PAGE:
But even if you stop using credit right now it will take eight years before you have no credit history. In any case, the positive impact of being debt free on overall economic health generally outweighs any negatives.
    - MSNBC Business Desk

    I agree, and that is my goal to. I want to be completely debt free. Unfortunately, that will take a little longer for me now, because I borrowed to reside the house. Still, I will get there. I just took a detour.

    go ahead share your thoughts with me now, my ears are open. I'm always eager to hear what you think.

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    Tuesday, September 1, 2009

    BREAKING NEWS: New Sister Site Launched

    (Topeka, KS) Kevin Surbaugh, better known online as the Prince Of Thrift, writes a blog where he discusses a variety of financial topics. The blog, is a collection of his own personal struggles with debt, what he has learned from various personal finance gurus and what he has read/heard in the news.

    This week, Surbaugh officially launched his newest website, . The new website, which he also runs as a hobby provides a link to his blog. However, it also provides links to PDF files for various budget forms. Currently only two forms are included, but Surbaugh hopes to add more eventually. Like his blog the entire site is completely free to the readers. The forms currently available, is one to mail in your request for your free annual credit report, and another to write out your monthly budget. Surbaugh said, he has seen numerous budget forms and they all seemed to be missing budget lines that other forms contained. It was his hope in creating his own form, to bring those various forms into one concise form.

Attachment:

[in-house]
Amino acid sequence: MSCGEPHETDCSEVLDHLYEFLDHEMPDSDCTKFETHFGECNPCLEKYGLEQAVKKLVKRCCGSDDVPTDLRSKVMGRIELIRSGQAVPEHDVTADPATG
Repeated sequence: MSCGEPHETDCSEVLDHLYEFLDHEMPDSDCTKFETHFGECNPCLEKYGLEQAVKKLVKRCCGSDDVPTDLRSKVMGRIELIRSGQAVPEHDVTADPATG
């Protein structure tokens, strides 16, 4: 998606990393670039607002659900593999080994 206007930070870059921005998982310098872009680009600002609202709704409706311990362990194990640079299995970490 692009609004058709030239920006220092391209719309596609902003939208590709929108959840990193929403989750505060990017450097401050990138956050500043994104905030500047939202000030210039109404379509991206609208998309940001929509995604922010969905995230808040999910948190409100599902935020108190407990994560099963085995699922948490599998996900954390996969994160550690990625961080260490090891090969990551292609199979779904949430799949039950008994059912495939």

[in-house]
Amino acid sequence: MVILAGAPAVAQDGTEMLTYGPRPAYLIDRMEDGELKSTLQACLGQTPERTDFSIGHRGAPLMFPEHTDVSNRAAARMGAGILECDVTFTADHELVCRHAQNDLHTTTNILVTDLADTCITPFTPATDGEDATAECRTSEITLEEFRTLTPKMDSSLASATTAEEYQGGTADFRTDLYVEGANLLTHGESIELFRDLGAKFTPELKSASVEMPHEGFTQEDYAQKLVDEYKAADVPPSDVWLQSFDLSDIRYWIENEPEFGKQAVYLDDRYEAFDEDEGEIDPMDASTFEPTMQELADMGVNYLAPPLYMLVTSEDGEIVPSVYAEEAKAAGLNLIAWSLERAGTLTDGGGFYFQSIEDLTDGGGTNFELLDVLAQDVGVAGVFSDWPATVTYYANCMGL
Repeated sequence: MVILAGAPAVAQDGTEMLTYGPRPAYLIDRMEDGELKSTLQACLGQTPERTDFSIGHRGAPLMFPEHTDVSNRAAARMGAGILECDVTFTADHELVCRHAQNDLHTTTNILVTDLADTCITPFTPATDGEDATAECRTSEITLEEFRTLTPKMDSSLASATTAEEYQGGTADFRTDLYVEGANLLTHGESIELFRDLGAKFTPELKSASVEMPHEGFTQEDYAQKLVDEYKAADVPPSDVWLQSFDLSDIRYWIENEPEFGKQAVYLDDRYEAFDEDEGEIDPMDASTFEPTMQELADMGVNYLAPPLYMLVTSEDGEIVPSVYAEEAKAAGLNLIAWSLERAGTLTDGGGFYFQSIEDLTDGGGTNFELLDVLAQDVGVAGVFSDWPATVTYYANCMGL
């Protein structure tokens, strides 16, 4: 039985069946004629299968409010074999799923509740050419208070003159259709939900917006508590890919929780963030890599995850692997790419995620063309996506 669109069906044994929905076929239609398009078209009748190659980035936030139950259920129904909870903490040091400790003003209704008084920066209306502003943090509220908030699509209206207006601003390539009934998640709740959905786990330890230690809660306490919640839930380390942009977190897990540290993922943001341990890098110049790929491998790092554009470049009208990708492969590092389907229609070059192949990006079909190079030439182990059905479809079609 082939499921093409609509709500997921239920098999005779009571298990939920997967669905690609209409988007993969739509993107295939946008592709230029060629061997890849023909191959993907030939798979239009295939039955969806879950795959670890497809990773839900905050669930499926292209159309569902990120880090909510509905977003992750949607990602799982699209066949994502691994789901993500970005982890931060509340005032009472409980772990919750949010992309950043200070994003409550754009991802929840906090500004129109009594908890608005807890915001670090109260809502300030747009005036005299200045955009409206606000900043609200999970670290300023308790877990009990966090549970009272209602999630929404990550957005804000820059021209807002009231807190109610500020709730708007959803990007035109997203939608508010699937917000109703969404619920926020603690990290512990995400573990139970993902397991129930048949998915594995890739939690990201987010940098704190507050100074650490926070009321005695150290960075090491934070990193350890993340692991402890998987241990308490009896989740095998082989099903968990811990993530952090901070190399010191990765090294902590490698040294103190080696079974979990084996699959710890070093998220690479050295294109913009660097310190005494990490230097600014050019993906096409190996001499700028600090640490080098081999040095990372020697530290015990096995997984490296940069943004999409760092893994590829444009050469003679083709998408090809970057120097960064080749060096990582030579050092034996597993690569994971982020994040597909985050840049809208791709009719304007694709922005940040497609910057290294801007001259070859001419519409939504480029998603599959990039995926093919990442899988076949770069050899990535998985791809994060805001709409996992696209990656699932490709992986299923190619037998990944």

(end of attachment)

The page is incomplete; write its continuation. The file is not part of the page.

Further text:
He said, his reason for these two sites, was to help the readers to get out of debt. It is his hope, that by seeing his own personal struggles (and successes), readers will be encouraged to work towards their own debt elimination.

    go ahead share your thoughts with me now, my ears are open. I'm always eager to hear what you think.